OHIO VALLEY — Though the Ohio primary is months away, one of the candidates for governor visited Gallia and Meigs counties on Monday.
Nan Whaley (D), who is also the mayor of Dayton, began the morning at River Roasters Coffee in Pomeroy, followed by a stop at the Pomeroy Library and lunch at Bob Evans Restaurant in Rio Grande, before heading to Ironton. Whaley, who announced her candidacy in April, said she is currently in the middle of visiting Ohio’s 88 counties.
Whaley spoke with Ohio Valley Publishing via phone on Monday afternoon.
“I think part of this work is, it’s important to go everywhere and I want to be a governor that is for everyone, and the best way to show that is to show up early and often and so that’s what we’re trying to do,” Whaley said when asked how she planned to relate with all voters in Southeast Ohio. “That’s why we announced for governor early, that’s why we announced the 88 county ‘Ohio Deserves Better’ tour and building relationships is an important part of not only campaigning but governing, and so, really listening to people about the challenges that they’re seeing in their county, the things that are on their mind, you know, I just don’t think you can replace the conversations being had face-to-face…”
Whaley acknowledged many of those face-to-face conversations were done with masks while hearing about COVID-19 concerns from residents, in both Meigs and Gallia counties, on Monday.
“…I think there is a general frustration from folks about how they were happy with [Governor] DeWine last year…and really disappointed this year in his actions [in relation to his handling of the pandemic.]”
Beyond the “frustration” with COVID-19, Whaley said the logistics of state funding as they related to mental health services, particularly in regard to young people coming out of the pandemic, and addiction services, were also discussed by residents on Monday. She relayed finding funding for similar services in Dayton had been an issue as well.
“I think what happens in a lot of our communities across the state of Ohio is, communities that can do so, they raises their own local taxes and those communities that can’t, do without, and there’s a better way forward, and that’s about the state really investing in small communities and big communities all across the state, instead of telling everybody they’re on their own.”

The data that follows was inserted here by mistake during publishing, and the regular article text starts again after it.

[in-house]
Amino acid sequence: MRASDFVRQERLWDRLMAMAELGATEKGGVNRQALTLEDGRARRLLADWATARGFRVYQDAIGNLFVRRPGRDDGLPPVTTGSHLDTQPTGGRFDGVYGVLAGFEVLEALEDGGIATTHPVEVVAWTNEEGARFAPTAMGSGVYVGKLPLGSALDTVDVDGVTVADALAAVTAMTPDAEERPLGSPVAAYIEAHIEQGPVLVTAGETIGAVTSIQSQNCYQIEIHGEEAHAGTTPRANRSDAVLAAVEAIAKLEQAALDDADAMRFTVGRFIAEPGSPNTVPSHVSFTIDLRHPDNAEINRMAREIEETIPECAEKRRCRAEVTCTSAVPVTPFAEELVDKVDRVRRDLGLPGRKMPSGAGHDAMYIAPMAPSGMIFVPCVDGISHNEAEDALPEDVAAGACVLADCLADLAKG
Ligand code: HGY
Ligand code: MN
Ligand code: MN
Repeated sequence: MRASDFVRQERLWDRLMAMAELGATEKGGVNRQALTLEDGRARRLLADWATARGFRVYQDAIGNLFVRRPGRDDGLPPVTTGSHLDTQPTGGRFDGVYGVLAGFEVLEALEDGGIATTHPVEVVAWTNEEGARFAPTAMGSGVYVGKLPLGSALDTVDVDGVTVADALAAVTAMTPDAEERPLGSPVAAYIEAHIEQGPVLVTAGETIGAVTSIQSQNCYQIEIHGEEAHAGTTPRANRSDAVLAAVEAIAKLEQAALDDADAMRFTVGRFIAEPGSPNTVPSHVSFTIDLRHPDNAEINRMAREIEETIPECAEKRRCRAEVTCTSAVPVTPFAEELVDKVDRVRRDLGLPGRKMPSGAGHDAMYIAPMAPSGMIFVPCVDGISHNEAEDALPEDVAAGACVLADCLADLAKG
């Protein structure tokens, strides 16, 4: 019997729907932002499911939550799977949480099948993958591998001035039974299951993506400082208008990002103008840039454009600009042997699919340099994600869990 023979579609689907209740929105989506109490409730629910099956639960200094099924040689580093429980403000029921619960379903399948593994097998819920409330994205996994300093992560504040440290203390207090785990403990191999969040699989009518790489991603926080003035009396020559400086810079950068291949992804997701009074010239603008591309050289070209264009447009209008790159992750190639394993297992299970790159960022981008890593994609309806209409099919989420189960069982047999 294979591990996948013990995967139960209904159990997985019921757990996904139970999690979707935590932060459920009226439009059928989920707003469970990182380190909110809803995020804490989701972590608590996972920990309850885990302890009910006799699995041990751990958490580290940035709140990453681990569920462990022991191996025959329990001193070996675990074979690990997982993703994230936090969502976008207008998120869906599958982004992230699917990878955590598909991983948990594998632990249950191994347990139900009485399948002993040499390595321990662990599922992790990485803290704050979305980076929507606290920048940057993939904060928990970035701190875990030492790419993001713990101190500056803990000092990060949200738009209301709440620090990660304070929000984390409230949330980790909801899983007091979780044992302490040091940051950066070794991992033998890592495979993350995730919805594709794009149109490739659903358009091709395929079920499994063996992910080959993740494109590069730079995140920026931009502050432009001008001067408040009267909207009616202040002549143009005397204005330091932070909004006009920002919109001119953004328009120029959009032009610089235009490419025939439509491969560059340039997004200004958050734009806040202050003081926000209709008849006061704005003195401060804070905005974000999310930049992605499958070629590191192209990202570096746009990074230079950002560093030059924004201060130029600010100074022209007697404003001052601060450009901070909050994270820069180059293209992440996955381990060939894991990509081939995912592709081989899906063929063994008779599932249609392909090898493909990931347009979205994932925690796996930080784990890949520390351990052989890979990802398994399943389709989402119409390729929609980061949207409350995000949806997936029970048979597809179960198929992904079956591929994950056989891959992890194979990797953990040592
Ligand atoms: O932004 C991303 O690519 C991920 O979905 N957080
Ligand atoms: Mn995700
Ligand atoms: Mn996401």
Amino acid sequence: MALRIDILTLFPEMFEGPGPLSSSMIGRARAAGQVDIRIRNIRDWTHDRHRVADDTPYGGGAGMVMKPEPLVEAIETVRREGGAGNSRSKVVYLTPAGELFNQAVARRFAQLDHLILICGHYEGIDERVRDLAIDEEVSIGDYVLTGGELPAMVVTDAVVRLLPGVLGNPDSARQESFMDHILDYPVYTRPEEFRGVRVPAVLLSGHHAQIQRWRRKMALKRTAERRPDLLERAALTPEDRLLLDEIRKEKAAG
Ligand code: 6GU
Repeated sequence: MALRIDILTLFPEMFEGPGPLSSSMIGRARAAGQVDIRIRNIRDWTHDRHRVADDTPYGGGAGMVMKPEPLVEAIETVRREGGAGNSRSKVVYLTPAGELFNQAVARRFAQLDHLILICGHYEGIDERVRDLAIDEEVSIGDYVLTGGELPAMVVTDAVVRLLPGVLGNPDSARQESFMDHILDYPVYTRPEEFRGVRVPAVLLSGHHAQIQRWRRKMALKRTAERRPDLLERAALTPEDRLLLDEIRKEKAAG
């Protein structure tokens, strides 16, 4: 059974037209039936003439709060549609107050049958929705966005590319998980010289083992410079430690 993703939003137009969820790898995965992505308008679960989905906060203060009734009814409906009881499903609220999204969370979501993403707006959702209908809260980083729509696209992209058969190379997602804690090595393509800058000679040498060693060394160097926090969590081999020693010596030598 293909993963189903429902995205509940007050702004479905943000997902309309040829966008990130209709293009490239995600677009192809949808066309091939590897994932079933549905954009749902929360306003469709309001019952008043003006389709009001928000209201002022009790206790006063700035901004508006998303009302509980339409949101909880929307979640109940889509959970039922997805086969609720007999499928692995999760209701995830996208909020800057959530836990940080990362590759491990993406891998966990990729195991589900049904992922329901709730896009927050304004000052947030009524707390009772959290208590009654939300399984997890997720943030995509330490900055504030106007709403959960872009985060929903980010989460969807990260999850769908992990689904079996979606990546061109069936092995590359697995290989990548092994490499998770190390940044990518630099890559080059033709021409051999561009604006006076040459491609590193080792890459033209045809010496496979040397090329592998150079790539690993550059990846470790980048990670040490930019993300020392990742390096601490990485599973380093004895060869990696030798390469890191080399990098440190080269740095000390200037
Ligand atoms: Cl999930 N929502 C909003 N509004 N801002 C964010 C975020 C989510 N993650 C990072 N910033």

One of the issues Southwest Ohio and Southeast Ohio share, is the opioid epidemic, Whaley said. She explained when she took office as mayor, “we led the country in accidental overdose deaths, and so, really having to take that challenge head on, no one was going to come and bail us out of it. We had to bring our community together, we declared a state of emergency, we were one of the first cities in the country to sue the drug companies to hold them accountable…
“…And we had to figure out a way and a model to help our people and our community that were going through such pain and struggle and I’m really proud of that work. It was tough work and it was tough to watch our community and be a part of our community going through that but we’ve became a national model on how to deal with accidental overdose that other people come to Dayton to say ‘Ok how do we deal with this’ now that other communities are dealing with it so heavily. That’s the kind of work that you do as governor. I really think being a mayor on the ground, with these tough issues in communities that are often forgotten and ignored, gives me the unique skill set to really govern the entire state and give service and support to the communities that don’t get what they need from the statehouse.”
“…There’s a better way forward if we get rid of the status quo and have real change in Columbus,” Whaley also said via Monday’s phone interview.
The only woman, so far, in the campaign, she was asked what distinguishes her from the other gubernatorial candidates. Whaley said she is “working class” and both she and her husband were public servants and “really understanding what everyday people are going through is something we live, and our families live, and our next door neighbors live…
“Just having a new vision of what we could do and a new look of leadership I think’s really important for the state too because and I’m telling you, we’ve had these folks for three decades and one party rule and it hasn’t been serving our communities very well.”
In the Ohio primary set for May 2022, at this point, seeking their party’s nomination are Whaley as well as fellow Democrat and Cincinnati Mayor, John Cranley. Announcing gubernatorial campaigns from the GOP are Incumbent Gov. Mike DeWine, as well as challengers, former U.S. Rep. Jim Renacci and farmer Joe Blystone.
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Beth Sergent is editor of Ohio Valley Publishing.